To attempt a risk assessment of the excess intake of trivalent chromium (Cr), tissue Cr accumulation and urinary Cr excretion were examined in weanling rats fed experimental diets containing graded levels of Cr chloride (CrCl3) or Cr picolinate (CrPic). Thirty-six male weanling 4-weeks-old Wistar rats were divided into six groups and fed a casein-based semi-purified diet (Cr content: < 0.02 µg/g) supplemented with 1, 10, or 100 µg Cr/g as CrCl3 or CrPic for 28 days. Among the experimental groups, no significant difference was observed in body weight; however, supplementation of 100 µg Cr/g to the diets caused a significant low liver weight irrespective of the chemical species of Cr. Activities of serum aspartate aminotransferase and alanine aminotransferase were significantly elevated in rats given CrPic at 100 µg Cr/g. In the liver, kidney and femur, Cr accumulation increased with elevation of the dietary Cr level. No influence of the difference in the chemical species of supplemented Cr was observed in the liver and kidney, but CrCl3 caused significantly higher Cr accumulation than CrPic in the femur of rats given 100 µg Cr/g. Daily urinary Cr excretion elevated with the increase of the dietary Cr level. Rats given CrPic showed significantly higher daily urinary Cr excretion than those given CrCl3, particularly at a dietary Cr level of 100 µg/g. The rate of urinary Cr excretion in rats given CrPic was constant, irrespective of the dietary Cr level, but that of rats given CrCl3 fell with the increase of the dietary Cr level. These results indicate that the lowest adverse effect level of dietary Cr is less than 100 µg/g, irrespective of the chemical species of Cr.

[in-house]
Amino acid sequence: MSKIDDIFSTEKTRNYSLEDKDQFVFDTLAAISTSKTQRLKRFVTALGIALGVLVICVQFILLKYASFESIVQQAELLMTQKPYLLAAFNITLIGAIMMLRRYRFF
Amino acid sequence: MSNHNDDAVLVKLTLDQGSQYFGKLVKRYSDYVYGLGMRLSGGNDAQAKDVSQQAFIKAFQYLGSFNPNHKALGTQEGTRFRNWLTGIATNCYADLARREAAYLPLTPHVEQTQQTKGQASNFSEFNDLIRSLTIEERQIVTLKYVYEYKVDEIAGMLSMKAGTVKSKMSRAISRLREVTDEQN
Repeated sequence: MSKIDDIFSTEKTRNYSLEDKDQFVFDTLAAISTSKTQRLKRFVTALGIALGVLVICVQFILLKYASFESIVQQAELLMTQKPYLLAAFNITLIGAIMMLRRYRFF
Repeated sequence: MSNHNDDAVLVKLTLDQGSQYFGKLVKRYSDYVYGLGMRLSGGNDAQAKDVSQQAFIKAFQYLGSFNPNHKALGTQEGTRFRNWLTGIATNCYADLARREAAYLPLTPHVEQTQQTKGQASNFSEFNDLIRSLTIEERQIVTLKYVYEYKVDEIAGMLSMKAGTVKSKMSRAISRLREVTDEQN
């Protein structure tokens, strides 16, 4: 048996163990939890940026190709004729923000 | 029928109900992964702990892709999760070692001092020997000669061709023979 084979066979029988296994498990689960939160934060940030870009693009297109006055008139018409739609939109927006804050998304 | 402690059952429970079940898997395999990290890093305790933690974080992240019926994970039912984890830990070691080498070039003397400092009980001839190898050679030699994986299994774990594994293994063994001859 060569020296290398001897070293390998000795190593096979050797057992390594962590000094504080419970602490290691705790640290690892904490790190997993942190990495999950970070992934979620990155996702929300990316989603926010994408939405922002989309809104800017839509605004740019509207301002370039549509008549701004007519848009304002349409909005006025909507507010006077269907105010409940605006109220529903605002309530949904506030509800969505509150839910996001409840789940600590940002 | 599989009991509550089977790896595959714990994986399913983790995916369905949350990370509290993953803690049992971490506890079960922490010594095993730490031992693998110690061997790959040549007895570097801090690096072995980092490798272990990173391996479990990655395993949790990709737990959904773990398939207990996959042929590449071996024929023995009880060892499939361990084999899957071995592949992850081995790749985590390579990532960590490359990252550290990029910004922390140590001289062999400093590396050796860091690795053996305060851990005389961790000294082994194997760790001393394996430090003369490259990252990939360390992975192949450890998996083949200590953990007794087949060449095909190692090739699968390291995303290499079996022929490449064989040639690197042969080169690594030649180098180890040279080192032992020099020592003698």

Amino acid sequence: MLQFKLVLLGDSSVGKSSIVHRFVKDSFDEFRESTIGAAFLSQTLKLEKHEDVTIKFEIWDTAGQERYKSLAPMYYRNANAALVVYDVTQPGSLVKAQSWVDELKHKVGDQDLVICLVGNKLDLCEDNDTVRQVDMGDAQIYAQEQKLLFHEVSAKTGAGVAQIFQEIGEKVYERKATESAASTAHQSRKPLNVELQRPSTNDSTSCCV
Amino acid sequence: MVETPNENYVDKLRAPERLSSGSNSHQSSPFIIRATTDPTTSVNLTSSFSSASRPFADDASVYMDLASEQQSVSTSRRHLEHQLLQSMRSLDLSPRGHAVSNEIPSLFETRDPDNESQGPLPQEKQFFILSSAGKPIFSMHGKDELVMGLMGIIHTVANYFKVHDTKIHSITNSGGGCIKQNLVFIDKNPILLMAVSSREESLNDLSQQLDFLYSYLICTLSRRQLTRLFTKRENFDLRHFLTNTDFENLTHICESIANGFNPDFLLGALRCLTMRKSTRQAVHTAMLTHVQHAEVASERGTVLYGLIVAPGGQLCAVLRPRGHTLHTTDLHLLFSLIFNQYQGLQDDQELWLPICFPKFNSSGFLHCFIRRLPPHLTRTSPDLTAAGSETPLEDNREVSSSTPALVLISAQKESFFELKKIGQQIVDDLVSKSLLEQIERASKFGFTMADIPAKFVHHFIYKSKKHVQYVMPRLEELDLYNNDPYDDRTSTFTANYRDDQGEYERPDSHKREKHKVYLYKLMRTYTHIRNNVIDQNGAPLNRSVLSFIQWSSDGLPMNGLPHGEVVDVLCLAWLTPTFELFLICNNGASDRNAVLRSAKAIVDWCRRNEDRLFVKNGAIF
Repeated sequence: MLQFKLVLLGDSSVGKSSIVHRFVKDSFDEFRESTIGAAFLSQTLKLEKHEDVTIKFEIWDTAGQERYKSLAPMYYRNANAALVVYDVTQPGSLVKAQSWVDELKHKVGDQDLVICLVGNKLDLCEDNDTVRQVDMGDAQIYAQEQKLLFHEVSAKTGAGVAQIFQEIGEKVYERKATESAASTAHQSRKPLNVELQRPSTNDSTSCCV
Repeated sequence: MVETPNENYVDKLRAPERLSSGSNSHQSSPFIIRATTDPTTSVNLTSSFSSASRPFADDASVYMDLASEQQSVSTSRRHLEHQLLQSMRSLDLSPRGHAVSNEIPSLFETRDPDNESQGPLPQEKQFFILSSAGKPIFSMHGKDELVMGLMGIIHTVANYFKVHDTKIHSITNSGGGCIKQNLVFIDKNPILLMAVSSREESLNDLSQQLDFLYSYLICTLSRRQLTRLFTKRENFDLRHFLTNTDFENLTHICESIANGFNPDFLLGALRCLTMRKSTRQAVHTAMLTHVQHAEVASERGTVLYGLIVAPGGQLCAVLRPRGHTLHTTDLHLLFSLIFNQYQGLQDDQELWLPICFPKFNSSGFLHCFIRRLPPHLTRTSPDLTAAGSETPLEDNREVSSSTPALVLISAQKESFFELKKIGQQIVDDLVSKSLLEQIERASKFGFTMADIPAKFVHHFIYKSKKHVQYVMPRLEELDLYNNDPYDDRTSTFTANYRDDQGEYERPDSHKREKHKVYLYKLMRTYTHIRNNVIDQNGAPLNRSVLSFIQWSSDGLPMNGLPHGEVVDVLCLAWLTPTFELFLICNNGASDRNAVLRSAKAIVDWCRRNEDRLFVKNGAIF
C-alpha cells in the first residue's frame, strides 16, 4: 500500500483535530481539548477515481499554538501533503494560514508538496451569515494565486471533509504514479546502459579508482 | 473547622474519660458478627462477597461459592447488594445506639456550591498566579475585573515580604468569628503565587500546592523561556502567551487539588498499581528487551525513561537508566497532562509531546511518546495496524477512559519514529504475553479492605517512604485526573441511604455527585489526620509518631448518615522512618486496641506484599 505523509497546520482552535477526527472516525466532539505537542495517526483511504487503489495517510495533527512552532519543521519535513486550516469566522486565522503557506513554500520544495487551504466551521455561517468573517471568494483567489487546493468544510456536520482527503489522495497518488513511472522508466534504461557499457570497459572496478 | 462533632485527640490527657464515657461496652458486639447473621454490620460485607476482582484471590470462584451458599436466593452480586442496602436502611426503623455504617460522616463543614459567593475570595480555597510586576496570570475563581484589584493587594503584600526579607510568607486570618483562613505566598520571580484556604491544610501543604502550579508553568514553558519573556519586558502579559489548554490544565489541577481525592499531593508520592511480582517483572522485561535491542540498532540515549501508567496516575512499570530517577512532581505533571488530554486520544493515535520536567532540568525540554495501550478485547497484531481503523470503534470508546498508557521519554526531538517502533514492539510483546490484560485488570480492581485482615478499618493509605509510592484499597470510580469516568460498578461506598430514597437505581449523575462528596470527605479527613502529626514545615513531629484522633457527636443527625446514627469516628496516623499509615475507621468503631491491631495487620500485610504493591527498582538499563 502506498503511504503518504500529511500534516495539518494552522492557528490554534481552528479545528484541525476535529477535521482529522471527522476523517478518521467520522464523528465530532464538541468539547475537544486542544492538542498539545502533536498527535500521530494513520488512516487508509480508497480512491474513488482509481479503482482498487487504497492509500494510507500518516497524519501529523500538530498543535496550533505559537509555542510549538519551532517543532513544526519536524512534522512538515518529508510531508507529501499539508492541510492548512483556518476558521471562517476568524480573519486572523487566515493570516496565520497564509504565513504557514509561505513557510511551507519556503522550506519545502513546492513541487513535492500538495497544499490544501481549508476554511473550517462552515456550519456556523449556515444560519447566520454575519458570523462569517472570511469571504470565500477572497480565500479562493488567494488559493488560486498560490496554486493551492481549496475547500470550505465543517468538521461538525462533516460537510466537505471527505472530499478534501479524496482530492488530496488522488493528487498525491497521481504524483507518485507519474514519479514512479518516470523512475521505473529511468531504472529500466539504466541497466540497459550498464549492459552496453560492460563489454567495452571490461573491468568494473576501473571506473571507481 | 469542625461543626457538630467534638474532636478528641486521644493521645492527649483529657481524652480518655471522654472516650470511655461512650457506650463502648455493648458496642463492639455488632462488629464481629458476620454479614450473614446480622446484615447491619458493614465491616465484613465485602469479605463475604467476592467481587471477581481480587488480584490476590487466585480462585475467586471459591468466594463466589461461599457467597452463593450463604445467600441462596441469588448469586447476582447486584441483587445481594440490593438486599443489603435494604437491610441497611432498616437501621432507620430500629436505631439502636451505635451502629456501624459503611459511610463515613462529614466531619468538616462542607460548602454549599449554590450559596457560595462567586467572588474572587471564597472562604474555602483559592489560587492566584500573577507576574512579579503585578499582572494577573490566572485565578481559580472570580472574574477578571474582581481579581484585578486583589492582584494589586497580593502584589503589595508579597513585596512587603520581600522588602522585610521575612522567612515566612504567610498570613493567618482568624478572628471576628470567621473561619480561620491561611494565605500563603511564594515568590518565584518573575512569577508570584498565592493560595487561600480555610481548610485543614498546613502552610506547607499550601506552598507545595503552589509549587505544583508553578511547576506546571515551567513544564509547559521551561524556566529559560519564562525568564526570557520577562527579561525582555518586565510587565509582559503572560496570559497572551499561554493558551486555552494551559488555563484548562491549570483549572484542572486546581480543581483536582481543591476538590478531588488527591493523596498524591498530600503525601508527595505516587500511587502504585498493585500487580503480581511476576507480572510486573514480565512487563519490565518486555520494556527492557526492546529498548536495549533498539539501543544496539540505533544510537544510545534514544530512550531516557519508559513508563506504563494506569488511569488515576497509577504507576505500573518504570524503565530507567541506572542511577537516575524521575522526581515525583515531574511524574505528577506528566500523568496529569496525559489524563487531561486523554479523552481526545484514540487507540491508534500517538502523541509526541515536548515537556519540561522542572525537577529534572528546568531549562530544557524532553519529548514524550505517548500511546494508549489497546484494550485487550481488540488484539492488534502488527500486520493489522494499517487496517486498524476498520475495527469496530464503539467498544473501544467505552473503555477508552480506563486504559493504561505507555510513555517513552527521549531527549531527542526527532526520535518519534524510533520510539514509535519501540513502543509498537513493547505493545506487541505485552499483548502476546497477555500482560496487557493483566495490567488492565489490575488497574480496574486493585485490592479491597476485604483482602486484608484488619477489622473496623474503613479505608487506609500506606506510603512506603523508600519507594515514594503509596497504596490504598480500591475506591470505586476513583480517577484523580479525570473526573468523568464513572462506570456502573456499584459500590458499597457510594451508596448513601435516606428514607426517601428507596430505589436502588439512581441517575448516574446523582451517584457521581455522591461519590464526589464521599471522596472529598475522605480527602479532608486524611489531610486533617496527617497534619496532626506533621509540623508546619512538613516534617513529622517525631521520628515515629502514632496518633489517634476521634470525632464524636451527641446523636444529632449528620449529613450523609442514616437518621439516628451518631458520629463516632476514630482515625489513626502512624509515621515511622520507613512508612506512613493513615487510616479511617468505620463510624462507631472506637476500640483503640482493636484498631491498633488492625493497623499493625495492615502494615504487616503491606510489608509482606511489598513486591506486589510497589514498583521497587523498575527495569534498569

This study was designed to evaluate and characterize any subchronic toxicity of rhamsan gum, a polysaccharide produced from Sphingomonas strain ATCC 31961, when administered to both sexes of Crl:CD(SD)IGS rats at dietary levels of 0 (control), 0.5, 1.5, and 5.0% (10 rats/sex/group). During the study, the treatment had no adverse effects on clinical signs, survival, body weights and food and water consumption, or on findings of urinalysis, ophthalmology, hematology, or blood biochemistry. Examination of gross pathology and histopathology exhibited no differences of toxicological significance between control and treated rats. Increased relative cecum (filled) and cecum (empty) weights, evident in males of 1.5% group and both sexes of the 5.0% group, were considered to be a physiological adaptation. Thus, the results indicated the toxic level of rhamsan gum to be more than 5.0%, and the no-observedadverse-